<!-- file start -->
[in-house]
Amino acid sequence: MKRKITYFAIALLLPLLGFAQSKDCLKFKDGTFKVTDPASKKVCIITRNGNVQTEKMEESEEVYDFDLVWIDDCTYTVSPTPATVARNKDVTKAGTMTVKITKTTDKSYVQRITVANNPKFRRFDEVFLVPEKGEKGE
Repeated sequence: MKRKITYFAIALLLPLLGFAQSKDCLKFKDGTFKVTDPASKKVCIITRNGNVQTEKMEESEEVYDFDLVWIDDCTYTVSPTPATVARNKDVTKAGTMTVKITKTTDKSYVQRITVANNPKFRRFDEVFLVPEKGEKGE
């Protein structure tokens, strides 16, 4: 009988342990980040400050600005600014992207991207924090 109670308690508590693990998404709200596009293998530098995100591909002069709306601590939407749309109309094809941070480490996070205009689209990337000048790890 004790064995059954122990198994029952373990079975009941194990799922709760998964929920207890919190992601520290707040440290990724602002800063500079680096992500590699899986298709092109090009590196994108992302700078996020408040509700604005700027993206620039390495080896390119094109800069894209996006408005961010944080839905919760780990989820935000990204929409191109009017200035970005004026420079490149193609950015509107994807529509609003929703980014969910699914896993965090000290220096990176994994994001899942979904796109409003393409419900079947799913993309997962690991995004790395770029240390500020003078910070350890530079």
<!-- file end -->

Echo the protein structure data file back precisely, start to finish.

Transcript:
[in-house]
Amino acid sequence: MKRKITYFAIALLLPLLGFAQSKDCLKFKDGTFKVTDPASKKVCIITRNGNVQTEKMEESEEVYDFDLVWIDDCTYTVSPTPATVARNKDVTKAGTMTVKITKTTDKSYVQRITVANNPKFRRFDEVFLVPEKGEKGE
Repeated sequence: MKRKITYFAIALLLPLLGFAQSKDCLKFKDGTFKVTDPASKKVCIITRNGNVQTEKMEESEEVYDFDLVWIDDCTYTVSPTPATVARNKDVTKAGTMTVKITKTTDKSYVQRITVANNPKFRRFDEVFLVPEKGEKGE
């Protein structure tokens, strides 16, 4: 009988342990980040400050600005600014992207991207924090 109670308690508590693990998404709200596009293998530098995100591909002069709306601590939407749309109309094809941070480490996070205009689209990337000048790890 004790064995059954122990198994029952373990079975009941194990799922709760998964929920207890919190992601520290707040440290990724602002800063500079680096992500590699899986298709092109090009590196994108992302700078996020408040509700604005700027993206620039390495080896390119094109800069894209996006408005961010944080839905919760780990989820935000990204929409191109009017200035970005004026420079490149193609950015509107994807529509609003929703980014969910699914896993965090000290220096990176994994994001899942979904796109409003393409419900079947799913993309997962690991995004790395770029240390500020003078910070350890530079």